4. When merging final version back to DB, check for differences, resolve in FGDB and then do final commit.

Enterprise DB is protected from specific user scenarios, long transactions, and presents current state to all business applications. All other non-ESRI apps can see the current state. The only issue is if two people edit same business objects but I wonder how much this occurs and whether it is sufficiently common to cause problems. If so, just edit versioned Enterprise GeoDatabase.

  • I like it. I'm not too worried about the conflicting edits thing.
    – User1974
    Nov 1, 2017 at 0:50

ESRI's GeoDatabase versioning, must be enabled for the ArcGIS/ArcEditor smart data editing tools to be enabled. Whether you need to use versioning or not is immaterial: if you want the smart editing tools you have to use it, otherwise you have to revert to standard SQL transactional editing.

I don't have a problem with that approach as there is probably a deep architectural and functional integration through the ESRI stack which makes it difficult to enable only one element.

Or questioner doesn't appear to want or need long transactions (crossing multiple days) or multiple versions (per user or per a group of editors). They simply need to all the user to create multiple versions within a single session and, before committing their edits, chose the one they want.

For GIS people, with GIS front-end software (qGIS, ESRI, Autodesk, MapInfo etc) there is little available. Mainly because of the lack of a consistent API with underlying database management (SQL based) from the main database players.

Oracle provides Workspace Manager which is supported by Autodesk and ESRI; Microsoft's new Temporal Tables has no GIS vendor support that I know of.

If the capabilities of Oracle's WorkSpace Manager and ESRI's GeoDatabase versioning are a universal requirement for GIS people, then we would have seen standardisation or an open source project (eg GeoServer, PostGIS, etc etc) that promoted a cross-database solution: but we have not.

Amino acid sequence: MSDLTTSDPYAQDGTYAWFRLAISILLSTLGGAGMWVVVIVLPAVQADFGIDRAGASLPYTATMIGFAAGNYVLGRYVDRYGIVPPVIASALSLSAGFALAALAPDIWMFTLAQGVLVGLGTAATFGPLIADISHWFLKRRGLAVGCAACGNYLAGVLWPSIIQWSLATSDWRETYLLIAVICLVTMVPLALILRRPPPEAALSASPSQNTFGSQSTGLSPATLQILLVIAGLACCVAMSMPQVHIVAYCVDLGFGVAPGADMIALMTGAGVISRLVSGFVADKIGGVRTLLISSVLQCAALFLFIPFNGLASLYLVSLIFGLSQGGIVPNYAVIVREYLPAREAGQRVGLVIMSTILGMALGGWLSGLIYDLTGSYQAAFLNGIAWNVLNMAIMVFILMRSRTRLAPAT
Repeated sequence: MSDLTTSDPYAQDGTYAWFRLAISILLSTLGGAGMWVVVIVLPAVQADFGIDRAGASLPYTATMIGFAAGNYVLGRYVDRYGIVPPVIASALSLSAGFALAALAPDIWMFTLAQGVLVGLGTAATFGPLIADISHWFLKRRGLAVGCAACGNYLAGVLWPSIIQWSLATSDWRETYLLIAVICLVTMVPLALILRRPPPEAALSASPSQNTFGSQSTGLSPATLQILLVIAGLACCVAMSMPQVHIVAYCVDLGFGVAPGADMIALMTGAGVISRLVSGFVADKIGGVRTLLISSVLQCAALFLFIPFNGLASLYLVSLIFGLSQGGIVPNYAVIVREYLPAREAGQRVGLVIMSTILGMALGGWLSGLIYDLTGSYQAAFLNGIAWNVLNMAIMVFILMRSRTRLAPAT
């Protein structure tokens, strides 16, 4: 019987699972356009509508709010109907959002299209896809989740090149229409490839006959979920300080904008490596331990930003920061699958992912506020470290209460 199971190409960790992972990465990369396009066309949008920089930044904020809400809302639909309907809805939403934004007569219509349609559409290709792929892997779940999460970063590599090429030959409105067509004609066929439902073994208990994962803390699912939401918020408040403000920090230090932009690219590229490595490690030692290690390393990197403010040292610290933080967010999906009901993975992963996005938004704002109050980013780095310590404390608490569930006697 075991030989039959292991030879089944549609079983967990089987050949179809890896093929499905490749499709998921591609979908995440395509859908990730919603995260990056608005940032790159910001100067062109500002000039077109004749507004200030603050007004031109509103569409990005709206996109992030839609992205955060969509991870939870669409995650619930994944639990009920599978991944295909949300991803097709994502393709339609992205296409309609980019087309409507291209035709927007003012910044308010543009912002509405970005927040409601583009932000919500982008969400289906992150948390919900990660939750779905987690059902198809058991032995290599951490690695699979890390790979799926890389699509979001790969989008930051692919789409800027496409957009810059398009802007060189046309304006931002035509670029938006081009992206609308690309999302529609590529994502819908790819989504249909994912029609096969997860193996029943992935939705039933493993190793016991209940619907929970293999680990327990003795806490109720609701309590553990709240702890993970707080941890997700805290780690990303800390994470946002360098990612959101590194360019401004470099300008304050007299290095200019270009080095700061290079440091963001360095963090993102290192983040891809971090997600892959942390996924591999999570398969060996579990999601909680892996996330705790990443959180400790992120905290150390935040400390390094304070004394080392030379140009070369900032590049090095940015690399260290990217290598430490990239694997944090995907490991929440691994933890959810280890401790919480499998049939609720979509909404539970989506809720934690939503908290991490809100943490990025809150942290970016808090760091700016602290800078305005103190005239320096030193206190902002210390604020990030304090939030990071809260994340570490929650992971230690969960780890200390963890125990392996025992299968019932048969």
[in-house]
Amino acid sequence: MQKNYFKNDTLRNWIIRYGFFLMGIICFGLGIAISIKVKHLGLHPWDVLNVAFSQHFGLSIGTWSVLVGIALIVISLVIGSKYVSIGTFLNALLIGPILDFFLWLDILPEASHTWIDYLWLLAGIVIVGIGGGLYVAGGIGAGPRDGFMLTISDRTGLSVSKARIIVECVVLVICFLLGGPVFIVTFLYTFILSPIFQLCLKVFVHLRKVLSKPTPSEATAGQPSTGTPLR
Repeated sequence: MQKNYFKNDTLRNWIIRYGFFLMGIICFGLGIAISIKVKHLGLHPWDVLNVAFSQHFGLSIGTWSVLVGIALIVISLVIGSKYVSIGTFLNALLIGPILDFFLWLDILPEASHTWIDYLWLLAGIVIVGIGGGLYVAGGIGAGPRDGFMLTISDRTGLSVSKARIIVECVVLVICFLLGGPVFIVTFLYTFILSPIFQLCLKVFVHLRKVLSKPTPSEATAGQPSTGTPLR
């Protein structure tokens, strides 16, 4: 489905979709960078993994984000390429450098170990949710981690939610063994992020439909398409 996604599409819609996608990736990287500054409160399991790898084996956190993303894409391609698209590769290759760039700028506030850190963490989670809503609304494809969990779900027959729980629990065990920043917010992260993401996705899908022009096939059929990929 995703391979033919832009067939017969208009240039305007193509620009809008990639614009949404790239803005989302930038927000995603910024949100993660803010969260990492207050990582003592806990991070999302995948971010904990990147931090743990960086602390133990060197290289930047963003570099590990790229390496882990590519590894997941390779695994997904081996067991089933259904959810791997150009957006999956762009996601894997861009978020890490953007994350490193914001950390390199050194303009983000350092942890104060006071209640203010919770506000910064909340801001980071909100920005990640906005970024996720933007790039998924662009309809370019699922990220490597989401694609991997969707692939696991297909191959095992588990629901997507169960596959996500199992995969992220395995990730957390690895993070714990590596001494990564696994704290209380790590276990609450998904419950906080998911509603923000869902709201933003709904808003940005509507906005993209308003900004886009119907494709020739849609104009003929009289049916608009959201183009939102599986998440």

Finally, one issue I have with ESRI's Versioned GeoDatabasee is the lack of availability of a "current view" capability. That is, the database itself should provide any user/application that accesses the GeoDatabase a consistent view of the data at the current point in time. From what I understand user versions are kept in delta tables with reconciliation only back to the base when requested. I have heard of customer sites where the commit back to base had never happened with the current version in the main table being long out of date.

One of ESRI's weaknesses appears to be understanding that their GeoDatabase should make all the data it manages (eg code tables) publically available to all clients and not just their own. And that often a GeoDatabase should be capable of being configured to work with a pre-existing database model (and not have to build it from scratch using ESRI GeoDatabase design tools).

If I have mischaracterised what ESRI GeoDatabase does, please let me know.



Is there a way to undo/redo edits on unregistered tables in ArcGIS Desktop?


no. Before editing take a backup of the data then perform your edits.


If you are familiar with database manipulation you can create a table1_history the gets populated through triggers.

If delete or update happened to the table1, table1_history gets populated the field of geometry,time_and_date,type_of_action, and other attribute of your choice.

Then if you would like to undo changes of certain objects on a certain date you can copy paste from table1_history to table1.

For example something similar i use for tracking changes of my user but without geometry field, just tracking:

trigger PARCELE_L_FID before insert or delete or update on PARCELE_L for each row  DECLARE  STABLE varchar2(40); NTBID number; SUID varchar2(40); SACT varchar2(20); S1 varchar2(40); S2 varchar2(40); ST varchar2(1); BEGIN  INSERT INTO USER_AUDIT(TABLE_NAME, TABLE_ID, ACT_TYPE, ACT_USER, USER_TYPE) VALUES(STABLE, NTBID, SACT, SUID, ST); END;

Your Answer

By clicking “Post Your Answer”, you agree to our terms of service and acknowledge you have read our privacy policy.

Not the answer you're looking for? Browse other questions tagged or ask your own question.